# Choosing the Largest Random Number

### Problem ### Solution

The very first number could be chosen if it were sufficiently close to $1,$ e.g., $0.999,$ because the chance of getting a larger number later on is only $1-0.999^{99}\approx 0.1.$

As in the Marriage Problem, we have to choose between a candidate at hand and the chance that a later number will be larger and that we will choose it.

Let's work backwards. If we have not made our mind before the last draw then we choose that number and either win or lose.

On the step before the last, if the number is the largest so far and greater than $\displaystyle \frac{1}{2},$ choose it. Else, move on.

At the third draw from the end (if we got that far), assuming that the value on the slip is $x,$ the probabilities of having $0,$ $1,$ or $2$ numbers larger than $x$ are $x^2,$ $2x(1-x),$ and $(1-x)^2,$ respectively. If we choose the next number larger than $x$, the probability of winning later $\displaystyle 2x(1-x)+\frac{1}{2}(1-x)^2,$ because, if there are $0$ later, we cannot win by going on; if $1$, we are sure to win; and, if $2$ are larger than $x,$ the chance is only $\displaystyle \frac{1}{2}$ that we choose the larger of the two. If I am indifferent to a number at some draw, I would not be indifferent to it at a later draw; instead, I would want to choose it because I do not have as many opportunities to improve my holdings as I did earlier. Consequently, when two numbers larger than the indifference number $x$ are present later in the sequences, we can be sure I would choose the first one. It has only a $50-50$ chance of being the larger of the two. Thus, in computing what would happen if we decline to choose an indifference number that has been drawn we can be sure, in general, that the best strategy chooses the next drawing whose value exceeds the indifference number in hand.

Thus the point is to determine the value of $x$ to which we are indifferent. For the third position from the end, it is the value that satisfies

$x^2=2x(1-x)+\frac{1}{2}(1-x)^2.$

Here $x^2$ is the chance of winning the number $x,$ and the right-hand side gives the chance of winning if we pass the $x$ at hand. The indifference number works out to be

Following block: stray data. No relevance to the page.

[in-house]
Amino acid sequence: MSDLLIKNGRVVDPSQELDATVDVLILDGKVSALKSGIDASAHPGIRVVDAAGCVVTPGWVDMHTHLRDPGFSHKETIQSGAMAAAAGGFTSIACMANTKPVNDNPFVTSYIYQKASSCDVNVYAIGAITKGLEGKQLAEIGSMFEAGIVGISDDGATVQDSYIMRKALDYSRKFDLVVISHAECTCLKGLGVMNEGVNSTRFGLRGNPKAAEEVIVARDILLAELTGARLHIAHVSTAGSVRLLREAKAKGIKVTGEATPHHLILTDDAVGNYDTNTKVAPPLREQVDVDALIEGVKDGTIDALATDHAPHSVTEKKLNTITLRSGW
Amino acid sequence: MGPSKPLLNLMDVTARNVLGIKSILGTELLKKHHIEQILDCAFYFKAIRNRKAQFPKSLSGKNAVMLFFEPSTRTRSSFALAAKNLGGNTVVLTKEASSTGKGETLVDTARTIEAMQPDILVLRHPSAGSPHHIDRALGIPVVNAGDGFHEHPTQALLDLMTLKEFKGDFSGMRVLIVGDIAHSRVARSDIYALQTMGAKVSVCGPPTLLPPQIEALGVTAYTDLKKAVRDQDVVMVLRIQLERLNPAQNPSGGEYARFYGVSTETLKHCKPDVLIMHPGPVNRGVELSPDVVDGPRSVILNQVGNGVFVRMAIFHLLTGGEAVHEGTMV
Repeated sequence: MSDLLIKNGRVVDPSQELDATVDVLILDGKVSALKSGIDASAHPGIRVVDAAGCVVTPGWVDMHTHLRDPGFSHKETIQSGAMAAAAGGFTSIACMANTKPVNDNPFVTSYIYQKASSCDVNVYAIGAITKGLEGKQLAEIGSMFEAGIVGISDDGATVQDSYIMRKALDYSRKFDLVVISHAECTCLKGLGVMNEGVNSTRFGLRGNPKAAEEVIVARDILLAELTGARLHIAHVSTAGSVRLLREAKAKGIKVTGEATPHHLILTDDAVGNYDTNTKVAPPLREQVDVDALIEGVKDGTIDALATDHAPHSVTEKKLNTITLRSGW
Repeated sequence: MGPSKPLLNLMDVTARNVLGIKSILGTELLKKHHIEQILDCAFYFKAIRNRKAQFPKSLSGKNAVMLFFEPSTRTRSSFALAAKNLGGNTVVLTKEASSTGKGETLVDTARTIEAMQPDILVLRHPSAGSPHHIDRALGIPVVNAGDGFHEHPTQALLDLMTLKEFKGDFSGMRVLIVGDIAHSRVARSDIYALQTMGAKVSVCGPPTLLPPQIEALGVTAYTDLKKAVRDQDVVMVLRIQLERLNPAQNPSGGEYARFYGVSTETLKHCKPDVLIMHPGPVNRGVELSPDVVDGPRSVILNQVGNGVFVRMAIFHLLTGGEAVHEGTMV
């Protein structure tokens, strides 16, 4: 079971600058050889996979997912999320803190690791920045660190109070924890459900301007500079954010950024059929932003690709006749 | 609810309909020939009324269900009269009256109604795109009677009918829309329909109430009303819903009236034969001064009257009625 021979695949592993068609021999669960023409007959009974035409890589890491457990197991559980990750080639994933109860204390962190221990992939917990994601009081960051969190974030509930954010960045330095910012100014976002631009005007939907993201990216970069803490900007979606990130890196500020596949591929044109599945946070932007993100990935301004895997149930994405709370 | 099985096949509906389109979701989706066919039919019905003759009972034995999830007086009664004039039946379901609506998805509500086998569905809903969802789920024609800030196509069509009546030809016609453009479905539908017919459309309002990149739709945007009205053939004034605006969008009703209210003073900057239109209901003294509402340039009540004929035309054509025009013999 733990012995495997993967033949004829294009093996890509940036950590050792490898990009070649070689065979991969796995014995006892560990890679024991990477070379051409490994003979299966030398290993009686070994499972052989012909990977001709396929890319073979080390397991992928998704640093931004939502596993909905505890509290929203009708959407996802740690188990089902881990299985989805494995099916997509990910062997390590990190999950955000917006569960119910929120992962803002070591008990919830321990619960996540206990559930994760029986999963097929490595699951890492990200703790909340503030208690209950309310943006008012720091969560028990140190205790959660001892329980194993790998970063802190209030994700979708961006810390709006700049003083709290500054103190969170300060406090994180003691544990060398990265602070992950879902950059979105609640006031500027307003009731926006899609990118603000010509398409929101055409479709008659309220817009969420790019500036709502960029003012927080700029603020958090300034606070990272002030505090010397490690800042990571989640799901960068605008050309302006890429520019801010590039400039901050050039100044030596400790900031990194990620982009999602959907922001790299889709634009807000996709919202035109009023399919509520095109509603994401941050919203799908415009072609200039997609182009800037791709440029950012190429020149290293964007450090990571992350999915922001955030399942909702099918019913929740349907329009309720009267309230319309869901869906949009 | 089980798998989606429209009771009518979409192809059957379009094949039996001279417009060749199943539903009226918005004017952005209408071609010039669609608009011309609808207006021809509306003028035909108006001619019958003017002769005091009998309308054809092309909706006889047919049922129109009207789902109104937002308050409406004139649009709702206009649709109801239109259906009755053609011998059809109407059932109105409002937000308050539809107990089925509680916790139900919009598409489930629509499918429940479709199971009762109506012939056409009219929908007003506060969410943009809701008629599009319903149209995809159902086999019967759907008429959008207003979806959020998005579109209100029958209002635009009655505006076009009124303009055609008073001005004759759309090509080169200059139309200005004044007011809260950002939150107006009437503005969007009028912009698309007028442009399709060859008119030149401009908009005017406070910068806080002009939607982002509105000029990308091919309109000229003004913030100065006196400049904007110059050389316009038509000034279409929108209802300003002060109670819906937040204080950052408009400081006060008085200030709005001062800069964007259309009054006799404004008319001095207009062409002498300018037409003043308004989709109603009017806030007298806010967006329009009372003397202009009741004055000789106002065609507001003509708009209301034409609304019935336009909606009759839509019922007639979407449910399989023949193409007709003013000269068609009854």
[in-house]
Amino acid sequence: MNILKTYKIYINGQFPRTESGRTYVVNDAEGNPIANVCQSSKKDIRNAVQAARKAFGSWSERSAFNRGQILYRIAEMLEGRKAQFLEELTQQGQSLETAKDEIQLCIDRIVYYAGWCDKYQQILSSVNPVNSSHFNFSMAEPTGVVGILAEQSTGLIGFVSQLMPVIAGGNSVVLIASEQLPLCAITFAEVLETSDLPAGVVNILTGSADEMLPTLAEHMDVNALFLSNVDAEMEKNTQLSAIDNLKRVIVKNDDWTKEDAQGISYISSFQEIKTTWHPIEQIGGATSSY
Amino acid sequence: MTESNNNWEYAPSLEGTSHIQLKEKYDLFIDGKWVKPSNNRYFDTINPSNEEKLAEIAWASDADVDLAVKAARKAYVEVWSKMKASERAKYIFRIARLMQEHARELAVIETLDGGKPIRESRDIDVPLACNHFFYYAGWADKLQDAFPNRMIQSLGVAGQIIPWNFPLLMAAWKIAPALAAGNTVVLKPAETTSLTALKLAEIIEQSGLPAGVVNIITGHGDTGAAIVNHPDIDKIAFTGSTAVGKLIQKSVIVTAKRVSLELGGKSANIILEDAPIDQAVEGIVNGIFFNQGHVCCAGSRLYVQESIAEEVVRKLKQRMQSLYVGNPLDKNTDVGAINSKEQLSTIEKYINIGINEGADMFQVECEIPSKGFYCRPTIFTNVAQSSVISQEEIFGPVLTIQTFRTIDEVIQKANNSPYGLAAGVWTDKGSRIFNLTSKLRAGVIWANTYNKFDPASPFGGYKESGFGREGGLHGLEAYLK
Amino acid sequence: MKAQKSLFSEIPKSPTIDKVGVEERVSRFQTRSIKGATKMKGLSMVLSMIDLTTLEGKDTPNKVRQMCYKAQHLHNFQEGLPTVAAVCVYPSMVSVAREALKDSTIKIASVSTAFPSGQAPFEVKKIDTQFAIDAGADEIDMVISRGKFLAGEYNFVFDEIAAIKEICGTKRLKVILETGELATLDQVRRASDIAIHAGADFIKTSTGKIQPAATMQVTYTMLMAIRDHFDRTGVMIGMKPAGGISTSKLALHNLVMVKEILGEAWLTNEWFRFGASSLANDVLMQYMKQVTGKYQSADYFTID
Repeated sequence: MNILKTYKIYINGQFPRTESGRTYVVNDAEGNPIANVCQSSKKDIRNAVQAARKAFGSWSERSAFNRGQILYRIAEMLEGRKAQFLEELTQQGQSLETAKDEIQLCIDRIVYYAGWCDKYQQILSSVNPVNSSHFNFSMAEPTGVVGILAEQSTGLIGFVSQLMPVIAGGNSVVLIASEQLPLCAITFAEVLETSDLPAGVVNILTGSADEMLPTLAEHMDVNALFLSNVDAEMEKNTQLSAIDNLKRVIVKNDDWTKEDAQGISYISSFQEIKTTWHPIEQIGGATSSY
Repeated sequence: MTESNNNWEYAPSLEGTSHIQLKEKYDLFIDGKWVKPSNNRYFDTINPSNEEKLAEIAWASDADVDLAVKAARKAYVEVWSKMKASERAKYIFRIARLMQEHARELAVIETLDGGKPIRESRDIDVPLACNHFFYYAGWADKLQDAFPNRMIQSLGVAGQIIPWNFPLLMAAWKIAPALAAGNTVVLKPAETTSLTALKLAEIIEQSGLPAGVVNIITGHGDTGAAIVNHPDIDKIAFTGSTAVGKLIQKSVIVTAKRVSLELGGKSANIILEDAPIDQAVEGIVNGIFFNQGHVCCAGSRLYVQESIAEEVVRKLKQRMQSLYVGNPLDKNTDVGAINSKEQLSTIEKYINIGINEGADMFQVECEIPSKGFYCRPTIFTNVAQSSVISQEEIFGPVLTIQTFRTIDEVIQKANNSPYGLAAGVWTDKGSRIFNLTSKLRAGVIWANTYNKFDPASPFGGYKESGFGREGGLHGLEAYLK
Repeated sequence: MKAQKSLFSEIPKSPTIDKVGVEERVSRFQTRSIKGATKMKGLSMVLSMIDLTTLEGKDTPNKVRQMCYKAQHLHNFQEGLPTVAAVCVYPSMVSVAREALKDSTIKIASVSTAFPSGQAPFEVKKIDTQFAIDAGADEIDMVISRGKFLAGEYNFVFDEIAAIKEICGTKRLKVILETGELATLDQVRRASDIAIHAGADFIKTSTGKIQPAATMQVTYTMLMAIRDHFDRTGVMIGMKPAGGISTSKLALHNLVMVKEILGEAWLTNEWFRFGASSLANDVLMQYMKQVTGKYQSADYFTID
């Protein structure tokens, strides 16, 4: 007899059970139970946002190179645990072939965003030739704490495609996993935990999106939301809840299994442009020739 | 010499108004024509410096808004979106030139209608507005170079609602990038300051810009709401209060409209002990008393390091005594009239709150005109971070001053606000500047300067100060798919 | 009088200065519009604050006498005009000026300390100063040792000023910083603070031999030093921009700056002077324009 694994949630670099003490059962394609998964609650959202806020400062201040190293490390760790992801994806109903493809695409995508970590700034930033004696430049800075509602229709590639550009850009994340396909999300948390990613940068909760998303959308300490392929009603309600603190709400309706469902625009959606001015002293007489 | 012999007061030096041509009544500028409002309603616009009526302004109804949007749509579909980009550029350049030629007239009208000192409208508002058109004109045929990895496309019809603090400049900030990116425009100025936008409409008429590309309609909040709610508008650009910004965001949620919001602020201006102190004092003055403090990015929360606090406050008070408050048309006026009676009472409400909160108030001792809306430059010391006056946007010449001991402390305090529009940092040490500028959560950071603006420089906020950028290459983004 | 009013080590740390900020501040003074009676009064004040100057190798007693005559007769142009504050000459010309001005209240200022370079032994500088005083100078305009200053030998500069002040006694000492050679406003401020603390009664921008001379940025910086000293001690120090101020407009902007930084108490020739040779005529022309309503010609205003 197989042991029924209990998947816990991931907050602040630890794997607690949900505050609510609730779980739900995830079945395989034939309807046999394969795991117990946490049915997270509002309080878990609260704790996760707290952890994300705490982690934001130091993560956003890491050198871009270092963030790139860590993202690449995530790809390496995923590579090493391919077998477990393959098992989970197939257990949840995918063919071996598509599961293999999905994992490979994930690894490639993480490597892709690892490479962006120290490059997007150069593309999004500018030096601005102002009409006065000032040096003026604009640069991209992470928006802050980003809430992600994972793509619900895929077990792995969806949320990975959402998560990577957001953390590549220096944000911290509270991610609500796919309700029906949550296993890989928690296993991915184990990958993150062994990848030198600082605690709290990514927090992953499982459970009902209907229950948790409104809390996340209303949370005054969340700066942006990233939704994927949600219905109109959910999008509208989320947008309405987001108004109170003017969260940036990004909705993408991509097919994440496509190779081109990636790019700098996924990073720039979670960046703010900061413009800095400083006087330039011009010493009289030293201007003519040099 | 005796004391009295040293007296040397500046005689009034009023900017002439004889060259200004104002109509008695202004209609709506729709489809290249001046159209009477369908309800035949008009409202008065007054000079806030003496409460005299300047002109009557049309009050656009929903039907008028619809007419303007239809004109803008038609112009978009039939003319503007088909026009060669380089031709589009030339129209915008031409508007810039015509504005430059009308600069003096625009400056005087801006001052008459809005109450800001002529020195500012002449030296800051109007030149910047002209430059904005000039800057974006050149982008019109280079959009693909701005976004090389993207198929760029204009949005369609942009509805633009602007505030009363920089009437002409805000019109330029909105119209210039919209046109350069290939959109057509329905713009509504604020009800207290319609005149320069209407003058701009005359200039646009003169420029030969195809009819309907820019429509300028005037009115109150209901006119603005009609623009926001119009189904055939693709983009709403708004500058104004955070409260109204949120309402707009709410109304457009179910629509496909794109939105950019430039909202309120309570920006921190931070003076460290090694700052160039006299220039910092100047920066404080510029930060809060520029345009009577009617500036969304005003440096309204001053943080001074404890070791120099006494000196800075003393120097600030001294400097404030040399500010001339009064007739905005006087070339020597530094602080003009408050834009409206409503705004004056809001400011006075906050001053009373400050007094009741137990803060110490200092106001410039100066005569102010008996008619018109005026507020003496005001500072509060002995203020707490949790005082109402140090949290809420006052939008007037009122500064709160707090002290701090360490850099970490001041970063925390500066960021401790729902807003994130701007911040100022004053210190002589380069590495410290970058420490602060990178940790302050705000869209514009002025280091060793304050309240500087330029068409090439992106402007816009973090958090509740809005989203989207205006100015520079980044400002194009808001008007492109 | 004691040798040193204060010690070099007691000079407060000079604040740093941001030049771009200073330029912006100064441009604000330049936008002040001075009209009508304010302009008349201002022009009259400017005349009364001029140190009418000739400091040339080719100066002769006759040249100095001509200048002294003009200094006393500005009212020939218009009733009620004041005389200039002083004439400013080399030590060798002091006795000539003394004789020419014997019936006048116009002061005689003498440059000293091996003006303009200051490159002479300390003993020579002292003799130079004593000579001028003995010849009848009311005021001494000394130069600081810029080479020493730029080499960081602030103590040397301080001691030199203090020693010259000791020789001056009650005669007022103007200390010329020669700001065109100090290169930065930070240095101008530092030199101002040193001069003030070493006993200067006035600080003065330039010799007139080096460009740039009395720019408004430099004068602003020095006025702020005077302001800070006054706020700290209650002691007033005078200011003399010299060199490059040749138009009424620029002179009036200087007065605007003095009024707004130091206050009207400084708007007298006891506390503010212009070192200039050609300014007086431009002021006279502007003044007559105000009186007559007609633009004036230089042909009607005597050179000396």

$\displaystyle x=\frac{1+\sqrt{6}}{5}\approx 0.6899.$

So we choose a candidate third from the last if its value exceeds $0.6899.$

More generally, if there are $r$ draws to go and we have a candidate in hand, we choose the draw if it exceeds the indifference value $x$ computed from

(1)

$\displaystyle x^r=\sum_{k=1}^r\frac{1}{k}{r\choose k}x^{r-k}(1-x)^k.$

We can solve this equation numerically using binominal tables or other devices to find values of $x$ for modest values of $r.$ The table of the indifference numbers below shows some of these:

$\displaystyle \begin{array}{ccc} \text{Number left} & \text{Solution of (1)} & \displaystyle \frac{r}{r+0.8843}\\ \_\_\_\_\_\_ & \_\_\_\_\_\_ & \_\_\_\_\_\_\\ 1&.5000&0.5542\\ 2&0.6899&07132\\ 3&0.7758&0.7886\\ 4&0.8246&0.8326\\ 5&0.8559&0.8614\\ 6&0.8778&0.8818\\ 7&0.8939&0.8969\\ 8&0.9063&0.9086\\ 9&0.9160&0.9180\\ 10&0.9240&0.9256 \end{array}$

$\displaystyle \frac{r}{r+0.8843}$ is an approximate formula derived by Mosteller (see the references below).

Since this game provides more information than the Marriage Problem, the probabilities of winning are larger. For two slips, the player chooses the first if it's greater than $\displaystyle \frac{1}{2},$ otherwise he goes on. The chance of winning is $\displaystyle \frac{3}{4}.$ However, as the number of slips grows, the probability of winning falls monotonically. The limit is about $0.580.$

### The strategy for n=3

We draw a slip with $x$ and have to decide whether to select it or not. The probability that we might to do better than that in the remaining two draws is $\displaystyle 2x(1-x)+\frac{1}{2}(1-x)^2$ because of the remaing two numbers $1$ is greater than $x$ with the probability $2x(1-x)$ while both are greater than $x$ with the probability of $(1-x)^2$ but we may choose a wrong one, so the probability of doing better than $x$ in this case is only $\displaystyle\frac{1}{2}(1-x)^2.$ Thus the decision at the beginning depends on whether or not

$\displaystyle x^2\gt 2x(1-x)+\frac{1}{2}(1-x)^2.$

Simplifying we get $5x^2-2x-1\gt 0$ such that to be selected $x$ should satisfy $\displaystyle x\gt\frac{1+\sqrt{6}}{5}\approx 0.6899.$

If that's not the case (we ignore the case of equality where we can choose either way), i.e., if $x\lt 0.6899,$ and the next number is less than $x$ we ignore it. If it's greater than both $x$ and $\displaystyle \frac{1}{2},$ we pick it.

### Acknowledgment

The problem has been discussed in at least books:

1. R. Honsberger, Mathematical Plums, MAA (1979)
2. F. Mosteller, Fifty Challenging Problems in Probability with Solutions, Dover (1987)

Marcos Carreira placed his invesigation on the web.